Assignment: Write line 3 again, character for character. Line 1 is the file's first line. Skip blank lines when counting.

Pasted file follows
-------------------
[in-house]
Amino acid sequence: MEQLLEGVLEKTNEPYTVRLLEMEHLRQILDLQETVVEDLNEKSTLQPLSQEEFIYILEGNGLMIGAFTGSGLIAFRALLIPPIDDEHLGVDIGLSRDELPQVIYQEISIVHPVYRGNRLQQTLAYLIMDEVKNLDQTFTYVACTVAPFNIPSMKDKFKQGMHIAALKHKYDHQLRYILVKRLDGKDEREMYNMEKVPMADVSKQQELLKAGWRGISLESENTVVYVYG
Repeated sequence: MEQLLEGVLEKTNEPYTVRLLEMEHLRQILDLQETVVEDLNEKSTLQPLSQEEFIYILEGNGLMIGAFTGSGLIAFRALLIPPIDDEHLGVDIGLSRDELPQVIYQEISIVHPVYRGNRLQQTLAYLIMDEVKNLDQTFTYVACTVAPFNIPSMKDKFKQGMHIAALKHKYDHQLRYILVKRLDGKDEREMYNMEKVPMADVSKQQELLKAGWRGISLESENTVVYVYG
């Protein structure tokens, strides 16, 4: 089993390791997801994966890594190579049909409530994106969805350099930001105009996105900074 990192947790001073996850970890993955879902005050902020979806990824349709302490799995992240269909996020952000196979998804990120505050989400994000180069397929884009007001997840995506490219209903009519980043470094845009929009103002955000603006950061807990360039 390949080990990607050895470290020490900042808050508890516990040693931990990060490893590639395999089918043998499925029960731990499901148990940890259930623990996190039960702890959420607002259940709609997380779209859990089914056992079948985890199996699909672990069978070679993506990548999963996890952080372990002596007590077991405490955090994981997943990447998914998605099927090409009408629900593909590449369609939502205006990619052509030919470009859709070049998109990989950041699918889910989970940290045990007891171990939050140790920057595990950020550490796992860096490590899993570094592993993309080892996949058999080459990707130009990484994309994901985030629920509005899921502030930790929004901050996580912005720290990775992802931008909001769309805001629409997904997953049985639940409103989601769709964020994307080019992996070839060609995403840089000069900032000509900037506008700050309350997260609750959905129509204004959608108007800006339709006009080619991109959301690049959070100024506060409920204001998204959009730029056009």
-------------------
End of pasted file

Repeated sequence: MEQLLEGVLEKTNEPYTVRLLEMEHLRQILDLQETVVEDLNEKSTLQPLSQEEFIYILEGNGLMIGAFTGSGLIAFRALLIPPIDDEHLGVDIGLSRDELPQVIYQEISIVHPVYRGNRLQQTLAYLIMDEVKNLDQTFTYVACTVAPFNIPSMKDKFKQGMHIAALKHKYDHQLRYILVKRLDGKDEREMYNMEKVPMADVSKQQELLKAGWRGISLESENTVVYVYG